I think this is so interesting!
Here is the e-mail I sent to my fellow blog lovelies on Wednesday:
Hey, I just remembered that I promised Beth a "heads up" on the weekend 3-way. I think it's going to be about movies. I was going to ask you both about the last 3 movies you've seen. But instead I am going to go with a request to tell about any movie you've seen in recent history that you have an opinion about. Doesn't have to be in a theater, doesn't have to be just one, just a very open structure about movies. I'll try to write the intro tomorrow but I can't promise!
Beth is leaving the country tomorrow, so I intended to write my intro early so she could do her thang before leaving. And I didn’t, but she did:
I’ve only watched 2 movies this year. The last movie I watched was actually a recommendation from Jacquie, “Waitress,” starring Keri Russell. And although I thought she was as cute as a button, I was disappointed in the movie. I usually enjoy silly, romantic comedies, especially those that are more comedy than romance, but this one just did not do it for me.
I have to admit that I did LOVE the way Russell said “pie” in her southern accent, and the fact that Russell, in the movie, is a “pie genius.” But I just couldn’t buy most of the other characters, especially her waitress coworkers and the new OB/GYN who moves to town and proceeds to have an affair with the pregnant Russell. Now, yes, if there is a man that’s going to go gaga over a pregnant pie lady, it probably would be an OB/GYN, but still….
The movie I saw prior to “Waitress” was “Death at a Funeral.” This I very much enjoyed. It’s British and silly and totally unbelievable, which in this instance, I liked very much.
But what is so interestingly funny about this is that, of course, one of the movies I wanted to write about is one that I recently watched On Demand and completely loved, Waitress. I was not aware that Beth had taken my recommendation and watched the movie; much less that she hated it! I had a completely different take on the movie. I thought it was quiet and understated and brilliant. I loved the characters. I loved the body language and the cooking and the relationships between the women in the diner, and I loved how the waitress and the doctor found what they needed in each other, and it seemed like a love story but it wasn’t. At least not in the conventional sense. I think she was just scared shitless to have a baby and become trapped in a life she despised. Then she fell in love with her baby girl and said: “we are going to have so much fun”. The only part I didn’t like was the sappy ending, I would have preferred to fade out as she left the hospital. But I’ll tolerate the happy Hollywood ending anytime, I'm a closet sap. An aside, the story of Adrienne Shelly’s tragic fate as this movie was in production just makes me want to cry. Even in Ellie’s own Hollywoodish version, it’s riveting.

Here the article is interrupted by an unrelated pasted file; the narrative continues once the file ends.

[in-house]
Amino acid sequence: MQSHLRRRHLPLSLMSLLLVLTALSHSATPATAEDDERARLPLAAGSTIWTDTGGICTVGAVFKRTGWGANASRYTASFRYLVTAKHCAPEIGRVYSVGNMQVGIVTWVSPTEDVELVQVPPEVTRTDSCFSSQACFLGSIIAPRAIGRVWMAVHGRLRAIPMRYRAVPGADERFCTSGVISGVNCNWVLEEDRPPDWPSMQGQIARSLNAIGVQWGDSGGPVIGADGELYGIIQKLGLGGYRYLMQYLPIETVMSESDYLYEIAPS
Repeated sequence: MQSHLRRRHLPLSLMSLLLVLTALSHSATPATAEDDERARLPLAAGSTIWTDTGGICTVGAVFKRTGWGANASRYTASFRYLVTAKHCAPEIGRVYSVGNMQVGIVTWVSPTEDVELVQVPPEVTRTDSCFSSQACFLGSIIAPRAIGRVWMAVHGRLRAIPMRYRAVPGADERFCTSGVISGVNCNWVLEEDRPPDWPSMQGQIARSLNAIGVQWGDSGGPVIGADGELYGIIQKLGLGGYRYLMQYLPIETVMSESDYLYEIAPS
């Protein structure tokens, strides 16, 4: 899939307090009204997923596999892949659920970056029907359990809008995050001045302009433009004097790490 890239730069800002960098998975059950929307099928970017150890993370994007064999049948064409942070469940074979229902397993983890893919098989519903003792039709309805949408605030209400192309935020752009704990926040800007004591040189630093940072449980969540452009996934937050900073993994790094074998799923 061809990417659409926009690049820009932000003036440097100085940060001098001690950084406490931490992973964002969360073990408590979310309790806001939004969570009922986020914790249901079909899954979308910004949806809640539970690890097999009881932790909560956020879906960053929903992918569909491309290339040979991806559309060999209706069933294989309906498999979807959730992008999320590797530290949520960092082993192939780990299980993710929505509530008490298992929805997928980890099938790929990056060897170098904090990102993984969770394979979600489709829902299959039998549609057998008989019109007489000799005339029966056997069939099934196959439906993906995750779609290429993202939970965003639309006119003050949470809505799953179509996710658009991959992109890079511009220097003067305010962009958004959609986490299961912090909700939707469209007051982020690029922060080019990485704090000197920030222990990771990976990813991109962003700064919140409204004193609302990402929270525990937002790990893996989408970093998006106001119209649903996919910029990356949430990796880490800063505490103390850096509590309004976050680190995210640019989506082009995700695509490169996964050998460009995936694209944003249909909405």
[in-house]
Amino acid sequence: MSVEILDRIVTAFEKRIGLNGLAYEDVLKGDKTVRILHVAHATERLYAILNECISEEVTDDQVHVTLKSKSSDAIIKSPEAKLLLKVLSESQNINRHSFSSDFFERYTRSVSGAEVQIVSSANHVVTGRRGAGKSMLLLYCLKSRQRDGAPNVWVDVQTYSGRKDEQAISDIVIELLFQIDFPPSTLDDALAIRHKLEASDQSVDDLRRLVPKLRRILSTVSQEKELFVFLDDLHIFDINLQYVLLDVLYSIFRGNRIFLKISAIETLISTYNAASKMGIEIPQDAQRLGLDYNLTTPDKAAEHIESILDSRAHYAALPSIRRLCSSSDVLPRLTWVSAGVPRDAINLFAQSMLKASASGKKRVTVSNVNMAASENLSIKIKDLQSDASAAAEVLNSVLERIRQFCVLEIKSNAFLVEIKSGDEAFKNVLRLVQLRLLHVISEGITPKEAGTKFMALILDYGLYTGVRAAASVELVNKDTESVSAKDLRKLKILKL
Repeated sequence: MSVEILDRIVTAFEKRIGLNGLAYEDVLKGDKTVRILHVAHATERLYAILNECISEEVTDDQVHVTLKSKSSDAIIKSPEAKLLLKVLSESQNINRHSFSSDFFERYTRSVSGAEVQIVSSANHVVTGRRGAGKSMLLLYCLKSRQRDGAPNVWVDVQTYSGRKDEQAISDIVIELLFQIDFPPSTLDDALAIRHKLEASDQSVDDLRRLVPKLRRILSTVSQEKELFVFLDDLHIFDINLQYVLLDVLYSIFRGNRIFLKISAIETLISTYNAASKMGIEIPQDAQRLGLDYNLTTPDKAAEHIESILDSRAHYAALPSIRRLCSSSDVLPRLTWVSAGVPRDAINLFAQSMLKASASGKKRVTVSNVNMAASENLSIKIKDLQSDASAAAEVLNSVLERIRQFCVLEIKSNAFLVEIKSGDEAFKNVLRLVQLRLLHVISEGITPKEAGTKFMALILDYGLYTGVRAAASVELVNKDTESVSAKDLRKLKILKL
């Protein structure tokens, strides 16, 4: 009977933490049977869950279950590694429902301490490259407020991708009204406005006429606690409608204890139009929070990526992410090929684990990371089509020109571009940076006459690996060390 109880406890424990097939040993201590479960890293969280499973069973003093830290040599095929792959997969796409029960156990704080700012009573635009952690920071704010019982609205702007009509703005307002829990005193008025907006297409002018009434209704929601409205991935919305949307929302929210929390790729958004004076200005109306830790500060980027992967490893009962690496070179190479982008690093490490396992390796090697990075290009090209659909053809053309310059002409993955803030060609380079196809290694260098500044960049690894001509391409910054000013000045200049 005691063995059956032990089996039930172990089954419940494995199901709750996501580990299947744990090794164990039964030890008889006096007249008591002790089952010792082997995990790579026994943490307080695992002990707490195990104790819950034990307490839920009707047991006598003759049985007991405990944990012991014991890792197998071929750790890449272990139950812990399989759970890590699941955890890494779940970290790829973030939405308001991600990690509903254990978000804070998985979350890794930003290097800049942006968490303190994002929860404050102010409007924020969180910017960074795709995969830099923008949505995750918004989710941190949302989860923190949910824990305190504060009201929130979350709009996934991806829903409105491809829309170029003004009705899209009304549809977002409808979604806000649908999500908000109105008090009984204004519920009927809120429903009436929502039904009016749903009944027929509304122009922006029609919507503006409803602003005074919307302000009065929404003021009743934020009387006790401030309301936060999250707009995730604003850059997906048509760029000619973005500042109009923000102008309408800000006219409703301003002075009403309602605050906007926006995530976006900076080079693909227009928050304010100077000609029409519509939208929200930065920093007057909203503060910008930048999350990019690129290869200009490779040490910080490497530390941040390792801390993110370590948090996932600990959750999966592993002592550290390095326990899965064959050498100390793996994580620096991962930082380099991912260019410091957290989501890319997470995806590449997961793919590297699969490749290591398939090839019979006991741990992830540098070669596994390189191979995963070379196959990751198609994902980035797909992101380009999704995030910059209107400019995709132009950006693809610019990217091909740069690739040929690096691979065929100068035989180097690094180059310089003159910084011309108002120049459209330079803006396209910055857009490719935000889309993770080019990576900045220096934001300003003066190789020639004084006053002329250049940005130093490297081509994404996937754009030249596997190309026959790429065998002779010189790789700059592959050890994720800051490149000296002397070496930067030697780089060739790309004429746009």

Another movie I have recently seen on cable and loved was Lars and the Real Girl. I dig upon the quiet, character driven oddities, don't I? I loved Lars because it was so unexpected, and so totally unlike what would probably happen if a guy like Lars did his thing here in my neighborhood. It's about how I want my neighbors to be. It's hopeful. Go see it. You too, Beth. If you hate this one as well, I'll never recommend you another. Well, I probably will, but you can just ignore me.
How interesting indeed! I’ve not seen Waitress, but it’s been on my list forever. I loved Adrienne Shelly in all her old (well, 80s and 90s) Hal Hartley movies. And I think her story is just godawful.
I saw Lars and the Real Girl, too, with my girl Sweet Jennie last year. In a real movie theater. I loved it. We both did. I just wanted it to go on and on forever. Loved the cast. Love Patricia Clarkson and anything she is in.
BUT, the movie I want to talk about, of course, is Brokeback Mountain, which I think is the perfect movie. I know lately it’s all-Heath-Ledger, all-the-time, because of the Batman movie, but I just ignore all that. I think he was just absolutely brilliant in Brokeback, as a boy so paralyzed by fear and guilt he sacrifices any chance of happiness or love.
I’m a firm believer that the circumstances under which you see a movie are crucial to how you react to a movie, and I guess the stars just aligned for me that night. Bill and I were babysitting Porgie (may she Rest in Peace) while Jacquie and her man and her kids were in the Pacific Northwest. Jacquie had ti-vo’d Brokeback for me, and I watched it over and over. Then I got the short story by Annie Proulx out of the library. Then I got the screenplay by Larry McMurtry out of the library (say what you will about McMurtry, and say what you will about awards, but Larry McMurtry has a Pulitzer and an Oscar and I think that is just really very stinking cool). Then I read anything I could get my hands on about it. The screenplay uses Annie Proulx’s exact words for the cowboys’ dialog, and for stage directions. I think it’s just a perfect piece of movie-making, and I still think about it all the time.
Like Adrienne Shelly, Heath Ledger died way too young, and just as stupidly. Or more stupidly, actually. And this summer he’s the Big Thing as such a scary-looking Joker that I can't really look at him. The movie reviewers all love him, and there's posthumous Oscar talk. Which is all just grand -- it will give his family something more to quibble over.
But Heath Ledger will always be Ennis Del Mar to me. My poor gay cowpoke boyfriend.